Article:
You could almost hear a pin drop in Wrigleyville.
Cubs fans were quiet after the Cubs’ fourth World Series game against the Cleveland Indians Saturday. The Cubs lost 7-2, leaving the Indians one game away from winning the World Series.
But they were still hopeful.
“We’re all sad right now, but the Cubs have done some amazing things this season, so anything is possible,” said fan Jaime Flores, who travelled from Mexico to watch the game.
Greg Aglipay, who flew from Texas and watched the game from outside the Sports Corner bar, had a similar attitude.
“This is tough, but the Cubs pulled through with the Dodgers, so we can do that again tomorrow,” Aglipay said. “I’ll always believe in them and love them, and that’s what counts.”
“I’ve got a good feeling about tomorrow,” said another fan, Braulio Castaneda. “It’s been great to see them make it this far. It’s been an exciting run, and it’s still not over.”
The atmosphere in Wrigleyville was tense, but celebratory in the hours leading up to the game. Fans refused to let the disappointment of Friday’s defeat stop their excitement for Saturday’s game, flocking to the neighborhood around the ballpark hours before the first pitch.
“We never quit,” said Melina Arroyo, leaning over a fence from inside a patio outside Murphy’s Bleachers before the game.
Arroyo and her two sisters, Melissa and Angelica, flew in from San Antonio, Texas, onFriday night and then waited two hours and paid a $100 cover charge to secure their spot in Murphy’s to watch the game. Collectively, they spent around $1,400 on airfare, they said, but the price was worth the experience.
“This is a once-in-a-lifetime deal, so we have to be here,” Melina said. “We grew up in Chicago but moved in 2010. We had to come back to celebrate.”
Cubs fans who got to Wrigley early took pictures in front of the marquee and cheered as Cubs infielder Javier Báez drove into the field with his window down to wave to fans.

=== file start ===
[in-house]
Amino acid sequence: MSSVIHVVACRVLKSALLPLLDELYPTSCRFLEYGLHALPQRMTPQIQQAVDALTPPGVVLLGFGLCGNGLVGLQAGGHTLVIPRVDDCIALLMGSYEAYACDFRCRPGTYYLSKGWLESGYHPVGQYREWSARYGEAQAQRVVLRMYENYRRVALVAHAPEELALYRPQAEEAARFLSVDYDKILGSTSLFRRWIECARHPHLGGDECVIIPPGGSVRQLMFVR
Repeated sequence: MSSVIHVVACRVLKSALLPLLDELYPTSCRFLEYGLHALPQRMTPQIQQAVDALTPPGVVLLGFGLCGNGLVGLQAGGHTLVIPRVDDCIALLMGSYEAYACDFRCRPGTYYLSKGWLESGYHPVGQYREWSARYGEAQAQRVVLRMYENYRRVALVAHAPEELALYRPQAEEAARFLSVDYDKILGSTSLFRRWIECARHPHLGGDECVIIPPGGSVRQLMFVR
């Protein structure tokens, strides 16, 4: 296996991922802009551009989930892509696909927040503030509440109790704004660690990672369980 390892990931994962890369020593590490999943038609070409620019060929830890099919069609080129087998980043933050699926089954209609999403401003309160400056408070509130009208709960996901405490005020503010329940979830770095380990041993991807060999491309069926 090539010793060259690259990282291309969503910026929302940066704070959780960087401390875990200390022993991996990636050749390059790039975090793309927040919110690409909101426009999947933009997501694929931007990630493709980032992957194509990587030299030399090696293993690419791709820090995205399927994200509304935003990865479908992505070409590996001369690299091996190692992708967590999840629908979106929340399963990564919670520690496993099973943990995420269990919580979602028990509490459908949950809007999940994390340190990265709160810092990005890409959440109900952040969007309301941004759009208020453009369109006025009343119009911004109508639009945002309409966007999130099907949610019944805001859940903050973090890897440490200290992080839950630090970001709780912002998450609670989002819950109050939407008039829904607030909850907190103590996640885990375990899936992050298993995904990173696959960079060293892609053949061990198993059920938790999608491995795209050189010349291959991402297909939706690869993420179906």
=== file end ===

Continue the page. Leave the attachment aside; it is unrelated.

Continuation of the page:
Ninety-one-year-old Paul Cascio, with his daughter Shirley Handley, sat in a lawn chair outside the stadium’s gates waiting to get in. Handley said they spent around $3,000 on the tickets so her father, who remembers watching the Cubs lose the World Series in 1945, could see his favorite team play.
“If the Cubs win [the World Series], then I would be the happiest person in the world,” Cascio said. “I’ve waited a long time to see this again.
Fans without tickets gathered near the corner of Sheffield and Waveland to watch the game from outside Wrigley Field on TVs set up in bar windows or on people’s’ front lawns.
Jaime Ponce and his fiancé, Letticia Kinch, watched the game outside from a TV hung in somebody’s window. The couple drove from Indiana to see the Cubs play, and were hoping to see their team win.
Still, Ponce was hopeful as he clung to the possibility of the Cubs winning the next three games and becoming World Series champions.
“I’m a little disappointed after all the hype the Cubs have had this year, but there’s still tomorrow’s game and if they win that, then we can still win the series,” he said.